In the women’s race, no one pushed the pace until they exited FDR Drive and started running towards Times Square. As a result, the race relatively was even slower than the men’s and that caused the men to almost catch the women despite starting nearly 11 minutes later (more on that below).
Mile 8 was a 5:21, mile 9 an unofficial 5:10 and then even in the rolling hills of the park, the women clipped off miles of 5:24, 5:20 and 5:13. At this point it was a battle between Sisson and Diriba and while Sisson made it even closer than last year, where she lost a sprint finish to training partner Molly Huddle, she had to settle for another runner-up sprint finish.
Pro Women’s Results
|3||Karoline Bjerkeli Grovdal||NOR||1:12:43|
|19||Meseret Ali Basa||ETH||1:20:08|
|20||Bose Gemeda Assefa||ETH||1:20:49|
Quick Take: Today was about racing
We tried to make a chart figuring out how much slower today’s course was than a typical half marathon course but after making it realized it was pointless. Today was for racers, not time trialers.
In neither race did the fields even attempt to run fast and some guys who ran fast earlier this year at Houston, such as Stephen Sambu (1:00:41) and Haron Lagat (1:01:01), ran terribly today. Whereas Chris Thompson ran faster here than he did in Doha.
Vivian Cheruiyot is one of the best track runners ever, and a decent marathoner, but she struggled with the slow pace before dropping out. Andrew Bumbalough dropped out as well.
This was a nice payday for True ($20k), and a strong run for Ritzenhein heading into Boston. It at least shows that Ritz is doing well with the Hanson brothers’ training going into Boston.
Our pointless chart is below the next quick take.
Quick Take #2: The women’s race was so slow and tactical that the men came fairly close to catching them despite starting the race 12 minutes back
We’ve long complained that major marathons that feature a women’s-only start do not start the women nearly far enough head. Ideally one race should be finishing as the other race is at the halfway mark. That clearly was never going to be the case today as the women were only supposed to be given a 12-minute head start. In actuality, the women’s and men’s races appear to have started just 10:52 apart as the elite men finished just 68 seconds after the elite women.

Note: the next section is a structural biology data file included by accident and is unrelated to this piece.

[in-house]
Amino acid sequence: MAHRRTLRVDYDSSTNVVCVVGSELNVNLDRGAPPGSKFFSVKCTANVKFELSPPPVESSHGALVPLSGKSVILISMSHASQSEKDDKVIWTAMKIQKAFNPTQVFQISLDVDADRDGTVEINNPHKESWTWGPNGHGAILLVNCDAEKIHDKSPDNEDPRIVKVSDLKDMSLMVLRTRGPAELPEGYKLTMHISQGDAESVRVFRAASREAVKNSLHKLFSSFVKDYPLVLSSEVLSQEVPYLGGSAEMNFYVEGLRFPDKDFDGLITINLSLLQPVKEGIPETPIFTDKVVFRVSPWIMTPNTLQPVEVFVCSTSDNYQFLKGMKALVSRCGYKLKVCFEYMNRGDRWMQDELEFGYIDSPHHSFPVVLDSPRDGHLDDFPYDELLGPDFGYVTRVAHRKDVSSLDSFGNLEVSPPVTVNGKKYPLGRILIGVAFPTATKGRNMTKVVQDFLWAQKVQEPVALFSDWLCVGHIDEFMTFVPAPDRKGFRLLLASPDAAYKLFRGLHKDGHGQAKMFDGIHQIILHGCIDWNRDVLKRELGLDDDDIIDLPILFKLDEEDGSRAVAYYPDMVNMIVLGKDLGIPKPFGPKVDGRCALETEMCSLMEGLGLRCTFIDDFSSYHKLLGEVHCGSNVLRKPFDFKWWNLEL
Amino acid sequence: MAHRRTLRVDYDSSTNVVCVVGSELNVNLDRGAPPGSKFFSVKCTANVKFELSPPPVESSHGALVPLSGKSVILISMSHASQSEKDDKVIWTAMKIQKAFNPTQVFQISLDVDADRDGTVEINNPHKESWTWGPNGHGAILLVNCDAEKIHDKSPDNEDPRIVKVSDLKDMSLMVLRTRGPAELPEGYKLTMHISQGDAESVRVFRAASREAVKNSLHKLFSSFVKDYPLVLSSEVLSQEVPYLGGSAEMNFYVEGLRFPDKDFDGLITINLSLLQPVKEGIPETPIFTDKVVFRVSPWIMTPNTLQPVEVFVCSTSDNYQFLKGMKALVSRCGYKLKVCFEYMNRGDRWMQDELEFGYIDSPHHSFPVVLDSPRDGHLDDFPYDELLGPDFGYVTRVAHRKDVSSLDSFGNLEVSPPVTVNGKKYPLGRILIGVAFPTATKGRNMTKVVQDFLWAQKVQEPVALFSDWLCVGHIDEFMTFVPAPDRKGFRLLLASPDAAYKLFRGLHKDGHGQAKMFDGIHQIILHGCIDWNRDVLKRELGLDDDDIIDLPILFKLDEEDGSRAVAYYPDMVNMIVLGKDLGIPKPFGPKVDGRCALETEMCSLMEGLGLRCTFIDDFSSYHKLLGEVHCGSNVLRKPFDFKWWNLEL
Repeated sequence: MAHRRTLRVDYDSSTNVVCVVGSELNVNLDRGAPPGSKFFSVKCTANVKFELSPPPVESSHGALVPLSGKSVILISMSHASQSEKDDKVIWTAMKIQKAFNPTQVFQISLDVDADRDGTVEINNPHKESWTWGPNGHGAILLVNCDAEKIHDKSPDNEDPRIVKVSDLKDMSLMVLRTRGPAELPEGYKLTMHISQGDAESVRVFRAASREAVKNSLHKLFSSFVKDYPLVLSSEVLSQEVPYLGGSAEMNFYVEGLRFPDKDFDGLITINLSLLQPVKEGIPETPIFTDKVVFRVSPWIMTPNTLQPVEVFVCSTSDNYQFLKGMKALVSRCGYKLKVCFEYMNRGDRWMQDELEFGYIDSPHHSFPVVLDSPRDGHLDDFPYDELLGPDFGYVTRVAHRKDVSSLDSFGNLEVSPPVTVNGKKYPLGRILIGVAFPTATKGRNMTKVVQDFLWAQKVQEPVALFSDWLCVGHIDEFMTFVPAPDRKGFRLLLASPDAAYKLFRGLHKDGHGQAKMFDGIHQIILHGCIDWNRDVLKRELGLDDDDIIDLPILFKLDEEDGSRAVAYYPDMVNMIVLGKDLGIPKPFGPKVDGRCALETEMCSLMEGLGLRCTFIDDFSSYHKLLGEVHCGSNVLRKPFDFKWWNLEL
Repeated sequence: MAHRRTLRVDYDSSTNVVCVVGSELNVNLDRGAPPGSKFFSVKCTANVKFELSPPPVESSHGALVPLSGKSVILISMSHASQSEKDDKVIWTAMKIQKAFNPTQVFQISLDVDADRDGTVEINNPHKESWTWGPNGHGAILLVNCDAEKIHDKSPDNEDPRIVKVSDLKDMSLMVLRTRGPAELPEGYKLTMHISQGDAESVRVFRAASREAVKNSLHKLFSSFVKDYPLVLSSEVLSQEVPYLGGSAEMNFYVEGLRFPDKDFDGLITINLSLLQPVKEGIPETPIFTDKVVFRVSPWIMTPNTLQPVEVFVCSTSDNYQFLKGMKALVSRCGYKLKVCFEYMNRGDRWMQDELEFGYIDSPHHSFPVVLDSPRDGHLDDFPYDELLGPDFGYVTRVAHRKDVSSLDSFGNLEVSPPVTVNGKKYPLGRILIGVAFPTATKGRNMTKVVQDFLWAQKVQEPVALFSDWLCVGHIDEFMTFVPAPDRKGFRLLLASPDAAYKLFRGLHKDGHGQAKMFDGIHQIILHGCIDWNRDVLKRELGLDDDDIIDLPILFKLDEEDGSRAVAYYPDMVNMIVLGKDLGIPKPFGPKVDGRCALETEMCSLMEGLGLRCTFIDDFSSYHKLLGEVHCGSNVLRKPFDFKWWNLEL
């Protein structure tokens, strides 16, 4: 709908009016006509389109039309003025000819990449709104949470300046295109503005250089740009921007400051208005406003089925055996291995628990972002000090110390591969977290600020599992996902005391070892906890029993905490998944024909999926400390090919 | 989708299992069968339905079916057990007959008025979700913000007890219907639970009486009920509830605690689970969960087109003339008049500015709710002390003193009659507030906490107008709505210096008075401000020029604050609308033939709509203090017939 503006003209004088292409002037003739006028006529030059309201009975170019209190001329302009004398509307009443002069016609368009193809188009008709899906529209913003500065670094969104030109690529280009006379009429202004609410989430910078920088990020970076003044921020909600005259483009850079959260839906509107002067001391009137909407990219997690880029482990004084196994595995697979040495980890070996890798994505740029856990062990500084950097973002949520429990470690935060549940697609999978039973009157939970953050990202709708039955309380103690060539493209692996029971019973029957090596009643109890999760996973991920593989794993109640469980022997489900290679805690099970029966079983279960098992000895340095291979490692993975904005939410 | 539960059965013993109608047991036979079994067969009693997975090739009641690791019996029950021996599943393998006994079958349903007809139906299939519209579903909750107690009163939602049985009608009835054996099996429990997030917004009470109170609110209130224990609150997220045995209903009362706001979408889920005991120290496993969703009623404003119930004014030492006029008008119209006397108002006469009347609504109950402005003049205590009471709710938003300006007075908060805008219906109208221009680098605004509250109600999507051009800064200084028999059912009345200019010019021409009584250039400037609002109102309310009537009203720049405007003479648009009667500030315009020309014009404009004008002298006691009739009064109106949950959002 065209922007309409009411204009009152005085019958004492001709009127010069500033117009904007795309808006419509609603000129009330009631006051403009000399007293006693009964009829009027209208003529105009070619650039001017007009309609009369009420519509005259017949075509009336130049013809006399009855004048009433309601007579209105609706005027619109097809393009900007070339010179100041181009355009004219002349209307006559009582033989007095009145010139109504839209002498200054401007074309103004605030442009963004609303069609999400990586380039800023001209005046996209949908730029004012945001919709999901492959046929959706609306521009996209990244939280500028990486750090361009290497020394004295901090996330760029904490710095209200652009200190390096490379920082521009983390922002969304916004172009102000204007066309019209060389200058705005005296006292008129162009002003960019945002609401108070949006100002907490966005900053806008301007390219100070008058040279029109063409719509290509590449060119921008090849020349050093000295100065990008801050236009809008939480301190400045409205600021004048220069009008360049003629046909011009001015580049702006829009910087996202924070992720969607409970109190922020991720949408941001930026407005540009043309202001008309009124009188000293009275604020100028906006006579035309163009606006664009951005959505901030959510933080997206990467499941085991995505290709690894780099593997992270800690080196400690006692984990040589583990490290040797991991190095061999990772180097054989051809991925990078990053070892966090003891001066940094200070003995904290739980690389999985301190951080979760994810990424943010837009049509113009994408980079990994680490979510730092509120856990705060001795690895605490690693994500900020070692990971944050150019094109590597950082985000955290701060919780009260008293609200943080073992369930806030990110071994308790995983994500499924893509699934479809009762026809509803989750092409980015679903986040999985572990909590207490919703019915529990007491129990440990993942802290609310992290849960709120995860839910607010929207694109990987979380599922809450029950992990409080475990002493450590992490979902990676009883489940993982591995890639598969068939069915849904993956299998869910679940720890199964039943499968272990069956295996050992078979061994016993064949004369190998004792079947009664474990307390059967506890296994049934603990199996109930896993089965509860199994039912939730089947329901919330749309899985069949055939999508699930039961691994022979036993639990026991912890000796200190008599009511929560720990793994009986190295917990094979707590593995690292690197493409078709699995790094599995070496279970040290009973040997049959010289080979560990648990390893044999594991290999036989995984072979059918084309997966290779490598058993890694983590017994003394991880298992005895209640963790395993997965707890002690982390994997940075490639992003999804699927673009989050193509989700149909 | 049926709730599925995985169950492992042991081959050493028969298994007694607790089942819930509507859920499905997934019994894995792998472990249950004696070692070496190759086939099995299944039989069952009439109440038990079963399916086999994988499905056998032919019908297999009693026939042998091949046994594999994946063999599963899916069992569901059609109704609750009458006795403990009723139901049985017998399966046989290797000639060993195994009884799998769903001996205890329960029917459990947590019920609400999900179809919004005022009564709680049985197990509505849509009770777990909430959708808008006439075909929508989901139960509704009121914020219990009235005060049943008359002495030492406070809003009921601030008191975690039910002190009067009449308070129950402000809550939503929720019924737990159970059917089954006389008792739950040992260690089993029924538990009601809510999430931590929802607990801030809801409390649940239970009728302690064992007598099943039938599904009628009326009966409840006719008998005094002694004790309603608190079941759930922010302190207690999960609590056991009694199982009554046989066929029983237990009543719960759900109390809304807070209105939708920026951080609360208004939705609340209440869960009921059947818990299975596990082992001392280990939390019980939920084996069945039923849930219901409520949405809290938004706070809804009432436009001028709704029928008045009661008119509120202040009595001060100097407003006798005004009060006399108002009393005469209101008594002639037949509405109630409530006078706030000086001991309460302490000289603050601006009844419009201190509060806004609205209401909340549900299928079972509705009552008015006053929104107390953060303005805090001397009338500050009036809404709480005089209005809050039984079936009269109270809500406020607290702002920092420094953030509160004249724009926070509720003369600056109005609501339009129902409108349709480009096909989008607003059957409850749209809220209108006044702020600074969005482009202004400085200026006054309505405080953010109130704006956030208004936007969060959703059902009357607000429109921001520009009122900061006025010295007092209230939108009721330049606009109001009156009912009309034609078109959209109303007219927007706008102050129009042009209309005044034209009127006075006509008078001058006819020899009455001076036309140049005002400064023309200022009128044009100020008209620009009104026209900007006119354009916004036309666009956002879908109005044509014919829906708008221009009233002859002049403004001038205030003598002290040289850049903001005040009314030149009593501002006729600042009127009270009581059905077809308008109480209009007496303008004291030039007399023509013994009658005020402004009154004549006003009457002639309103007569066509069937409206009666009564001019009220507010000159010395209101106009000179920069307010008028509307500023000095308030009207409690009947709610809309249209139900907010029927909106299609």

Our pointless chart from point #1 is below with unofficial splits below that.
|NAME||COUNTRY||Time Today||Top Time 2018||Half PB||Notes|
|Dathan Ritzenhein||USA||1:02:42||No halfs this year||1:00:00|
|Teshome Mekonen||ETH||1:02:44||No halfs this year||1:00:27||60:28 last year|
|Scott Fauble||USA||1:02:58||No halfs this year||1:03:06||8th at club cross|
|Soufiane Bouchikhi||BEL||1:03:03||No halfs this year||1:03:45|
|Chris Derrick||USA||1:03:25||No halfs this year||1:01:12||last year|
|Wilson Chebet||KEN||1:03:37||No halfs this year||59:15|
|Futsum Zienasellassie||USA||1:03:39||No halfs this year||1:04:02|
|Shadrack Biwott||USA||1:04:00||No halfs this year||1:01:25|
|Stephen Sambu||KEN||1:04:17||1:00:41||1:00:41||Houston this year|
|Haron Lagat||USA||1:05:17||1:01:01||1:01:01||Houston this year|
|Brendan Martin||USA||1:05:18||No halfs this year||1:04:38|
|Timothy Chichester||USA||1:05:42||No halfs this year||1:04:56|
|Eric Gillis||CAN||1:05:42||No halfs this year||1:03:30|
|Matthew Llano||USA||1:06:09||No halfs this year||1:01:47|
Talk about the race on our fan forum / messageboard.MB: Official 2018 United Airlines NYC Half Live Discussion Thread
Despite the loss, Sisson was full of smiles after it was over
Women’s Unofficial Splits from @NYRRNews
Mile 1 5:40
Mile 2 5:54
Mile 5 5:30
Mile 6 5:55
Mile 7 5:56
Mile 8 5:21
Mile 9 5:10
Mile 10 5:24
Mile 11 5:20
Mile 12 5:13
Men’s Unofficial Splits
Mile 1 4:43
Mile 2 5:01
5k – 15:31
Mile 4 5:05
Mile 5 4:50
Mile 6 4:35
Mile 7 5:27
Mile 8 4:52
Mile 9 4:40
Mile 10 4:43
Mile 11 4:37